Burma’s opposition icon Aung San Suu Kyi has been honoured with an award created in memory of the assassinated former Pakistan prime minister, Benazir Bhutto.
The award was timed to coincide with Suu Kyi’s birthday on 19 June, which she spent at her lakeside Rangoon compound where she has been held under house arrest for 15 of the past 20 years.
It is the first time the Benazir Bhutto Shaheed Award for democracy, instituted by the Pakistan People’s Party, which Bhutto chaired until her death in December 2007, has been bestowed. Bhutto had become the first female prime minister of an Islamic country, and like Suu Kyi, had inherited a political legacy from her father, Zulfikar Ali Bhutto, who was assassinated in 1979.
Bhutto was also hailed for her work in promoting human rights and women’s empowerment in Pakistan, but she was dismissed from office in 1990 by then-president Ghulam Ishaq Khan on charges that her family had laundered money through Swiss banks. Bhutto maintained however that the allegations were political.
She was forced into exile in 2006 after the Pakistan government, under the behest of Pervez Musharraf, then-president and head of the army, requested her arrest by Interpol. But two months after her return to Pakistan in October 2007, where she set out on the campaign trail for elections, she was killed by a gunman. The attack appeared to have been carefully planned: several bombs subsequently exploded around the car that she was travelling in as she rallied supporters.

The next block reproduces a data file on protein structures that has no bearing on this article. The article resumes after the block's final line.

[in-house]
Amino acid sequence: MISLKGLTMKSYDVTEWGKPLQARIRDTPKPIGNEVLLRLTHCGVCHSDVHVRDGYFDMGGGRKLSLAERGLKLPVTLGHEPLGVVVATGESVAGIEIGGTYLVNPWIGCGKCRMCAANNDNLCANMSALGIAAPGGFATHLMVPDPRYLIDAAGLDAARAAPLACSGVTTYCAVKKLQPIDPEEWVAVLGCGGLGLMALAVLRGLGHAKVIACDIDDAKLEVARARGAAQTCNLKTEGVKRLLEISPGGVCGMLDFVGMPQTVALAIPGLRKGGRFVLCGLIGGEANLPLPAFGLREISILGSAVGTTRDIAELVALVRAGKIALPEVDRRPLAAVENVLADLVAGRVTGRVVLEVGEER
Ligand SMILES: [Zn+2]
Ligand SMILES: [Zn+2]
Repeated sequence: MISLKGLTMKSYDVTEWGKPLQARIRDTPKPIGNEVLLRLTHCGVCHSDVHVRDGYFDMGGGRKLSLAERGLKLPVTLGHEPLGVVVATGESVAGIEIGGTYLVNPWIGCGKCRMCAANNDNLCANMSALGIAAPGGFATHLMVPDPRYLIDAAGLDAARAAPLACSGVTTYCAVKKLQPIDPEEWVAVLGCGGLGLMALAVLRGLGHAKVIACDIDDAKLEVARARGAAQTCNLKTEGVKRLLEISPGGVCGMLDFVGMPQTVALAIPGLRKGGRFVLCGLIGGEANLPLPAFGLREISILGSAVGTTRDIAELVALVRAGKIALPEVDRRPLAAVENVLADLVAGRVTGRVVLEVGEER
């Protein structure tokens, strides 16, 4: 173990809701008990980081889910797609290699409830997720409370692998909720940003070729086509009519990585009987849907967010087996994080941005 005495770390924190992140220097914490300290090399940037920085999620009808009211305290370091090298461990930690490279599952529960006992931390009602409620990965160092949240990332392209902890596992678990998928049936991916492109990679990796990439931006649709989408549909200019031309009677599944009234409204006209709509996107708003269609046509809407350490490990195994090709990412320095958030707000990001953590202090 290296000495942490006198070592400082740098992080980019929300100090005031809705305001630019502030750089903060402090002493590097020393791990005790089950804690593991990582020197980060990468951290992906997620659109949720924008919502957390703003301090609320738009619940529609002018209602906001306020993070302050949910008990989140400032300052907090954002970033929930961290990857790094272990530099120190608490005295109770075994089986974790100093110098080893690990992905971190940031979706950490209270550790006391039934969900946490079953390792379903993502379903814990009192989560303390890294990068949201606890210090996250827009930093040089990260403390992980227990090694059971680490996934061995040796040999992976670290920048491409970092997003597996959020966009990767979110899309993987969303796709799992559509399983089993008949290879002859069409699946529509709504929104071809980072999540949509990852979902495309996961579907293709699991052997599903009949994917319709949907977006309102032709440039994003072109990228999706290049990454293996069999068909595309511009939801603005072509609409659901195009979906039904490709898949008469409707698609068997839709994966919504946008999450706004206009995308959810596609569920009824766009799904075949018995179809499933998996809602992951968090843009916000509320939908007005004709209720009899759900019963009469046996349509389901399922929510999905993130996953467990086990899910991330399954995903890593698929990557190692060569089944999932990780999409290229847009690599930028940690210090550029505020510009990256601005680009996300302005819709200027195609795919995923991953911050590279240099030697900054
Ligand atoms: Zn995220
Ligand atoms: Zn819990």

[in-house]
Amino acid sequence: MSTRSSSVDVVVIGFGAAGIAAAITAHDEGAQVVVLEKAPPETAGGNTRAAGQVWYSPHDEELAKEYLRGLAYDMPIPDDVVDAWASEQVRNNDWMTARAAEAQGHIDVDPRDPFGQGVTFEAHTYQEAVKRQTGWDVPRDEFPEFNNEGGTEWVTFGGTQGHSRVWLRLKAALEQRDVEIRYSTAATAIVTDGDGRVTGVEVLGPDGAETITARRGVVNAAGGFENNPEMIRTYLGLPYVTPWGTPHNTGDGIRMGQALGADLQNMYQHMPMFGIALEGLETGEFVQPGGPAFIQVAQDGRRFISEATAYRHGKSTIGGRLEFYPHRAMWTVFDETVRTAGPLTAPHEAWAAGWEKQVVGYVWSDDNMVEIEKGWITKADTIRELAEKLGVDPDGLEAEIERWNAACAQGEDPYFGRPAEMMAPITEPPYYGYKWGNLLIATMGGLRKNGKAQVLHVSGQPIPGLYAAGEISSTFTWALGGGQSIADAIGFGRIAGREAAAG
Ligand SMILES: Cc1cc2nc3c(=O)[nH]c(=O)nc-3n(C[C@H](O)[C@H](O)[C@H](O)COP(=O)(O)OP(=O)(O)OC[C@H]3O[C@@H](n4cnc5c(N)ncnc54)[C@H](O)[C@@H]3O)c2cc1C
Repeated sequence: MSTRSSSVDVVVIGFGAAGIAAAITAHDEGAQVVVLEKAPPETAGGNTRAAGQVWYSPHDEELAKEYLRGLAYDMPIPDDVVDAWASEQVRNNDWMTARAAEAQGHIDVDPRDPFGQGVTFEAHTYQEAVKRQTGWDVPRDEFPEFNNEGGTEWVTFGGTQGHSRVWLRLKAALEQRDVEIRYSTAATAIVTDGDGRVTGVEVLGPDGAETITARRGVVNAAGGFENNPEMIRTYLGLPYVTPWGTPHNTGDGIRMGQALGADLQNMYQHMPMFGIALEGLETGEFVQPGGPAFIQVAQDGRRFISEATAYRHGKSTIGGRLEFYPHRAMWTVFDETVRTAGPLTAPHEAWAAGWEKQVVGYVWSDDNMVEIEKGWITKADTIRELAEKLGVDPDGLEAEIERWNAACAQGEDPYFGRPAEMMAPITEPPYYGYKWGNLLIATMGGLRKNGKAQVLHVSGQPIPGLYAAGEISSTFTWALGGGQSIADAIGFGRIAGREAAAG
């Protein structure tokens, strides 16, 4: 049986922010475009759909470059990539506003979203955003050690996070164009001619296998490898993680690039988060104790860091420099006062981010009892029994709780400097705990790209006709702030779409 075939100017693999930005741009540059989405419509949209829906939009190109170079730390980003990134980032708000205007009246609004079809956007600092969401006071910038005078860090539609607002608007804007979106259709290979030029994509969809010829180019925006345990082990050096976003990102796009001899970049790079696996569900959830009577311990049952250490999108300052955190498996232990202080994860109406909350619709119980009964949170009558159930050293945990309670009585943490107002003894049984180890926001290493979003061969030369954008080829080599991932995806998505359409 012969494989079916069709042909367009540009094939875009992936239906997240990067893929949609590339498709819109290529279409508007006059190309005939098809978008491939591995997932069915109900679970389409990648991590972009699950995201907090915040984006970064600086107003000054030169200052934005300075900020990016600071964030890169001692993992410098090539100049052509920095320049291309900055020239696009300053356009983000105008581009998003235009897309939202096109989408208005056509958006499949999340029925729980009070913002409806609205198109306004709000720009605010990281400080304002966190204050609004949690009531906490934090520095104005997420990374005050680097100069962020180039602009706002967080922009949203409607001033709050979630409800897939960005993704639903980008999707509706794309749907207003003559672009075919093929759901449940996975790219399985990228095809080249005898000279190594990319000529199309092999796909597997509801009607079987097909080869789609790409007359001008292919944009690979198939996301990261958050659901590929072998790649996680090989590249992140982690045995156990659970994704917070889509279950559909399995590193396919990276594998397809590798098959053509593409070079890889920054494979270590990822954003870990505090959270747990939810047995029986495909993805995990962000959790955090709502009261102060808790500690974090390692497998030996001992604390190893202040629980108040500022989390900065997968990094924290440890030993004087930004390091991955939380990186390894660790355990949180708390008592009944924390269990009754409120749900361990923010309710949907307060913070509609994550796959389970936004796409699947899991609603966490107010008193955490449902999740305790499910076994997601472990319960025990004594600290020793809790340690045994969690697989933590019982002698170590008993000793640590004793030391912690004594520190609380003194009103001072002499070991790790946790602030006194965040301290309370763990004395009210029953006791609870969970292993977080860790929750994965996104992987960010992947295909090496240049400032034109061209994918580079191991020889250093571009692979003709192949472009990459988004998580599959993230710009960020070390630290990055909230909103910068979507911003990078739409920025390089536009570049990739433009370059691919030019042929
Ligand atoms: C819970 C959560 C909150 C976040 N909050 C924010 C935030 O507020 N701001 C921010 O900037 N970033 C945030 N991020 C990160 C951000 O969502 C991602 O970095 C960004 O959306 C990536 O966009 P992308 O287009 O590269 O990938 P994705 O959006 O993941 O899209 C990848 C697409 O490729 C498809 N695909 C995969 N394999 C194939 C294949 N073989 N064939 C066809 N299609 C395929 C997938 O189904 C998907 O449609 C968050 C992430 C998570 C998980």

Colleagues of Bhutto claim that on the day she was killed, she had planned to reveal evidence of what she said were plans by the ruling government to rig the elections. The allegations now hold resonance in Burma, where campaigning for elections is underway that critics of the ruling junta have decried as a sham aimed at extending military rule. Suu Kyi, whose National League for Democracy party won a landslide victory in the 1990 elections, is barred from participating.
But less heroic allegations link Bhutto and Burma: two years ago a Pakistani journalist, Shyam Bhatia, who knew Bhutto well published a book in which he claimed the Pakistan figurehead in 1993 had handed North Korea critical data on uranium enrichment for a bomb. Pakistan’s nuclear development programme was by then well underway, and in 1998 it tested its first nuclear weapon. Eight years later, North Korea became a nuclear power.
The allegations were based on conversations Bhatia claimed he had with Bhutto in 2003, but which were immediately rubbished by those close to her. Bhatia alleges that Bhutto told him she had handed the information over to Pyongyang as barter for new missile technology to counter India’s growing military might.
Bhatia’s work has been given credence by a number of prominent military analysts, including David Albright, founder of the Institute for Science and International Security, although Bhutto claimed that missile technology eventually obtained from North Korea was paid for in cash.
But now evidence has surfaced that North Korea, the world’s newest nuclear power, has assisted Burma in the development of an advanced weapons programme that may include trade in nuclear material. If Bhatia’s claims are true, then Bhutto may well have played a hand in the creation of a military nexus which much of the international community now fears could destabilise the Southeast Asia region.